The media often portrays kidnapping as a stranger abducting a child. While this is undoubtedly a circumstance that could lead to a kidnapping charge, other circumstances fall under the definition of kidnappings as well, including one parent taking a child while they are in the custody of the other parent. If prosecutors accuse you of kidnapping, an experienced Brownsville kidnapping attorney from Kenny Perez Law can defend you against these charges.
How Texas Defines Kidnapping
More than Texans file 40,000 new missing person reports each year. While many of these reports involve children who ran away or adults who voluntarily left, about 15 percent involved family abductions (with parents taking children in custody battles), while 3 to 4 percent involved non-family abductions. Fewer than 1 percent of the missing person cases in Texas involved stranger abductions, which pose the highest risk of injury or death for the abductee.
According to Texas law, kidnapping occurs when a person intentionally or knowingly abducts another person.
However, the law provides defenses against this charge, including:
- The abduction did not involve the intent or threat of deadly force.
- The adductor was related to the person they abducted.
- The sole intent of the abductor was to gain legal control of the victim.
Texas law makes unlawful restraint a crime. The law notes that retraining a person means restricting their movements without their consent, while abducting them involves hiding them where they are not likely to be found or restraining them through the use or threat of deadly force.
The law generally makes unlawful restraint a misdemeanor charge and provides defenses for adults restraining their own children, it becomes a felony if the person restrained was under 17, was a public servant discharging an official duty, or the restraint was in retaliation of the official duty or power of that public servant, or the abductee was recklessly exposed to a substantial risk of bodily injury.
Aggravated kidnapping occurs when an alleged perpetrator:
- Took an abductee to hold them for ransom or reward.
- Took an abductee to use them as a shield or hostage.
- Took an abductee to commit or flee from a felony.
- Intended to inflict bodily injury on the abducted person or to abuse them sexually.
- Wanted to terrorize the person or a third party.
- Wanted to interfere with a government or political function.
Authorities generally charge aggravated kidnapping as a first-degree felony. However, if the defendant can show that they dropped the abducted person off at a safe place, prosecutors can reduce the charge to a second-degree felony.
The Penalties Associated with Kidnapping
If prosecutors charge you with unlawful restraint as a misdemeanor, the penalties include up to one year in jail and up to $4,000 in fines.
A simple kidnapping charge is a third-degree felony, punishable by up to ten years in prison and a fine of up to $10,000.
An aggravated kidnapping charge is a first-degree felony, punishable by up to 99 years in state prison and a fine of up to $10,000. If the charge is reduced to a second-degree felony due to the defendant dropping the abductee off in a safe place, the potential penalties on conviction include 20 years in state prison and a fine of $10,000.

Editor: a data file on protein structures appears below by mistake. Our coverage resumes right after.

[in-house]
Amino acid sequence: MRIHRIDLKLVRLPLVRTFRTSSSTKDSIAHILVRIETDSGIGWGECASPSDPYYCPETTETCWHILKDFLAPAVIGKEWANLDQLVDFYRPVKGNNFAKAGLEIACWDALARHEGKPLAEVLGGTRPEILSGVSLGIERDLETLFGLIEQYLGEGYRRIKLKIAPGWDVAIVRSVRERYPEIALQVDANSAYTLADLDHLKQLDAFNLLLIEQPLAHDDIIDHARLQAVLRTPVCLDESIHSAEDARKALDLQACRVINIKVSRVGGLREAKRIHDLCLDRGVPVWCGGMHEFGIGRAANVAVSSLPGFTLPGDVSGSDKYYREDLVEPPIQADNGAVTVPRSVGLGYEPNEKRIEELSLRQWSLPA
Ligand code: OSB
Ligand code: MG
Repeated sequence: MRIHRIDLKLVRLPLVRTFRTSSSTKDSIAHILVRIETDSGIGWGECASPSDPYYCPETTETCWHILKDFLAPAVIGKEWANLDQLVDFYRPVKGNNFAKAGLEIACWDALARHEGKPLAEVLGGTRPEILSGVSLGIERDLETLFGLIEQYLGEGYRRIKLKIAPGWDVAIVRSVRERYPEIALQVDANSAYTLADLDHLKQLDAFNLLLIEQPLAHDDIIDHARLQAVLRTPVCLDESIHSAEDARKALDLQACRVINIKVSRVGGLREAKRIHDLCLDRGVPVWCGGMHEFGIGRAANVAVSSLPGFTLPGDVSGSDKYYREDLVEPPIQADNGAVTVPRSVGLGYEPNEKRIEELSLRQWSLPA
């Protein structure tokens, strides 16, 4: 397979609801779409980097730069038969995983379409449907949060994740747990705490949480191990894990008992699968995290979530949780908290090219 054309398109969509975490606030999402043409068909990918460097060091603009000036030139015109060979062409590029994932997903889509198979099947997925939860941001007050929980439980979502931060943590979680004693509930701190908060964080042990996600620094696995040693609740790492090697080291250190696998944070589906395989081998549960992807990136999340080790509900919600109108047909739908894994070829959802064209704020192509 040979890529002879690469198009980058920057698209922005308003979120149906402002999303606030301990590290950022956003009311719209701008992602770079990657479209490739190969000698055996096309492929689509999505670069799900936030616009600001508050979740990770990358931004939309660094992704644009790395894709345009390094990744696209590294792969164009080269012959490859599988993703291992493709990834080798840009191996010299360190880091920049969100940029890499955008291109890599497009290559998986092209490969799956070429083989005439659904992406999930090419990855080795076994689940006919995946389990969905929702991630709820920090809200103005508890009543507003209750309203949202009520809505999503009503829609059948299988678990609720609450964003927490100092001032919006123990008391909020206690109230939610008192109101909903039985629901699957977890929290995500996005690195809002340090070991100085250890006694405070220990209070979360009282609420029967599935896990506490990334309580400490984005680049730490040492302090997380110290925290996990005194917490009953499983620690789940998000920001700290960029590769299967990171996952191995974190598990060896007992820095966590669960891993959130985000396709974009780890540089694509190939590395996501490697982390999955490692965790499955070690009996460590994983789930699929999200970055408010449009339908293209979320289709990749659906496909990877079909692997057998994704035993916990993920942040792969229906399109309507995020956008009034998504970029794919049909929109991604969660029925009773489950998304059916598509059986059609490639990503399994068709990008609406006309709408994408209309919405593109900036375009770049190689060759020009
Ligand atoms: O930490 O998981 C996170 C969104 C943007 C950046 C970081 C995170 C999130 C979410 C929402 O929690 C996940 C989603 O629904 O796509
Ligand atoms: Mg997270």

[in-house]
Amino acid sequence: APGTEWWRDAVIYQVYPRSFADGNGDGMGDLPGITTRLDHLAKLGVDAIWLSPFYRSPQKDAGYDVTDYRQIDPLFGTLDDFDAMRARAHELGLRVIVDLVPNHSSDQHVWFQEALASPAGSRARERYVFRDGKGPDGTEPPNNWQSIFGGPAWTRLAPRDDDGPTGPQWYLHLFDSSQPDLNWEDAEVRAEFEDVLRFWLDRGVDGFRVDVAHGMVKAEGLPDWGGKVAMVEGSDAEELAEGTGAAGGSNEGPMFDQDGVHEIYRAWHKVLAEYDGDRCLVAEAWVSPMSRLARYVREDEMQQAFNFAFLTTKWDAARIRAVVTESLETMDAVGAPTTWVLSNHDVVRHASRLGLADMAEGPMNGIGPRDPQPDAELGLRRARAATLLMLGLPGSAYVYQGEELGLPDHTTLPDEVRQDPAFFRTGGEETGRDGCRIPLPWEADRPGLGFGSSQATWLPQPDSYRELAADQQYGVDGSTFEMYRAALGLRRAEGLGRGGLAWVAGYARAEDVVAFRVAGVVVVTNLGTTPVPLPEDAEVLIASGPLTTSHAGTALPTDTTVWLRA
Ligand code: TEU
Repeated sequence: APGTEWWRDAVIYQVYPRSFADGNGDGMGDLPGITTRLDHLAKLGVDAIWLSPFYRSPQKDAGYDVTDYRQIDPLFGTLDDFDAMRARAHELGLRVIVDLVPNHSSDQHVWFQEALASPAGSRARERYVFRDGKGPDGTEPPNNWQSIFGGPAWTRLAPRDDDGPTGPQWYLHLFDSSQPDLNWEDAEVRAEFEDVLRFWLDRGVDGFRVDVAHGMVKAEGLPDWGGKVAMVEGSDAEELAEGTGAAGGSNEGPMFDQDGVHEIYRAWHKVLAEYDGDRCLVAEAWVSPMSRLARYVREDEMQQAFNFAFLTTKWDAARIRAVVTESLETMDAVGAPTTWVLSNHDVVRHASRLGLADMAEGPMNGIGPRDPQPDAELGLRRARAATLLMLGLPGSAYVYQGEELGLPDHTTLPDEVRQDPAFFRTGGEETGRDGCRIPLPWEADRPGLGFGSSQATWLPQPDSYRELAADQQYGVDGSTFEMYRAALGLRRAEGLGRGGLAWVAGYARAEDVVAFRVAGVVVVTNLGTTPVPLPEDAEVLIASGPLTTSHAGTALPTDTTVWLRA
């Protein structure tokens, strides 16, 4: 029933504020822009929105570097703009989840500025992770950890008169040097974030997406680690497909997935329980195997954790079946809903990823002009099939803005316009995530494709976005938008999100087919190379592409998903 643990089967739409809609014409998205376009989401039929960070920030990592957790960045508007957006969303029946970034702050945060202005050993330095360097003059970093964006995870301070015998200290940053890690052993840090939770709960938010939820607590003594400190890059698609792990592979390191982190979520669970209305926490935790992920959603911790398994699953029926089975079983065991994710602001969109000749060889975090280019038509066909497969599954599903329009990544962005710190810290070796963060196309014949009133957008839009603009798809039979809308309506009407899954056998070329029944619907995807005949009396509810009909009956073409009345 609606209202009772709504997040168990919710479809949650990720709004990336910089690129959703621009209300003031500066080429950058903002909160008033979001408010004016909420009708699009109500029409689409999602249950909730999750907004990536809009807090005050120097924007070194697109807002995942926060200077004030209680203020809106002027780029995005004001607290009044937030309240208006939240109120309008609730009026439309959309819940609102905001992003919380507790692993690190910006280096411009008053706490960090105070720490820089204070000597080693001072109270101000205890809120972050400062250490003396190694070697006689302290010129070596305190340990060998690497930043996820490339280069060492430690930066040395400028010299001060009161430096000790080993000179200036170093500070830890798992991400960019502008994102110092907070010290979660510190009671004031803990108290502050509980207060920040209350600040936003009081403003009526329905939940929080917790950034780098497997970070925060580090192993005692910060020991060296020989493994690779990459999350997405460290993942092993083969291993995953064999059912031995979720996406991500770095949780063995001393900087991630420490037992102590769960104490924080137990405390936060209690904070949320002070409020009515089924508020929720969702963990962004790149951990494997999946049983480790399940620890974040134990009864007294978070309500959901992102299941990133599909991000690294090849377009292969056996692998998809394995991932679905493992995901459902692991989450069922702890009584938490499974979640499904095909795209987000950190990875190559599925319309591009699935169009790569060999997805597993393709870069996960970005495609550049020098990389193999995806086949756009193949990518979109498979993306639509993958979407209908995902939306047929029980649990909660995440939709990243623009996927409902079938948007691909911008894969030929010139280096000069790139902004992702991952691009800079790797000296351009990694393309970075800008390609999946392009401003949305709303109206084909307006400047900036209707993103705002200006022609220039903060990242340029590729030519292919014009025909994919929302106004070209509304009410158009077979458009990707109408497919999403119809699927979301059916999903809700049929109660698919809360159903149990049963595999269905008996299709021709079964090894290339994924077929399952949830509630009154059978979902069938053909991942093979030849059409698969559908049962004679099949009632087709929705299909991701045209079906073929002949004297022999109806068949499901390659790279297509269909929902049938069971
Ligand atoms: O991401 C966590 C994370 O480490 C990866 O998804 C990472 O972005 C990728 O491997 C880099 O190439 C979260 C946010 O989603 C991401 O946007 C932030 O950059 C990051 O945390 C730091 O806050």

How a Brownsville Kidnapping Attorney Can Help
Kidnapping charges come with severe consequences on conviction, including lengthy incarceration and a felony record that will follow the individual for the remainder of their life. If you are accused of kidnapping, speak with a criminal defense attorney as soon as possible. The best way to avoid a felony conviction is to get prosecutors to drop charges with one in the first place. Having an attorney involved in your case from the start provides the best opportunity to avoid having the felony charge filed.
If prosecutors already charged you with kidnapping, your defense attorney can work to explore the options available to you, which can include:
- Accepting a plea bargain with the prosecution would allow you to plead guilty to a lesser charge or plead as charged in exchange for lesser consequences and the avoidance of trial.
- Preparing your defense in court. Some of the common defenses against kidnapping charges include the abductor lacking knowledge that they were abducting someone, there was no deadly force involved, the defendant was a relative of the victim, or the defendant’s only purpose in kidnapping the victim was to gain lawful control of them.
Even if you face a likely conviction for the crime, your criminal defense attorney can work to make extenuating factors known to the judge or jury that are worth considering and could result in a lighter sentence, such as a lack of a previous record or the fact that the victim in an aggravated kidnapping case was let go in a safe place. Contact Kenny Perez Law today.
Charged With Kidnapping? Contact Kenny Perez Law
If you face kidnapping charges in Brownsville, your freedom, finances, reputation, and future are all on the line. You need an attorney who can protect your rights throughout your case.
They can explore the legal options available to you and provide you with guidance throughout the entire process so that you can make informed decisions about your case. We understand that many situations appear to be kidnappings on the surface but involve extenuating circumstances. Let our Brownsville kidnapping attorney help you tell your side of the story.
For a free case evaluation, contact Kenny Perez Law online or call (956) 544-9292.
Kenny Perez Law
1900 N Exp 77. Suite A,
Brownsville, Texas 78521
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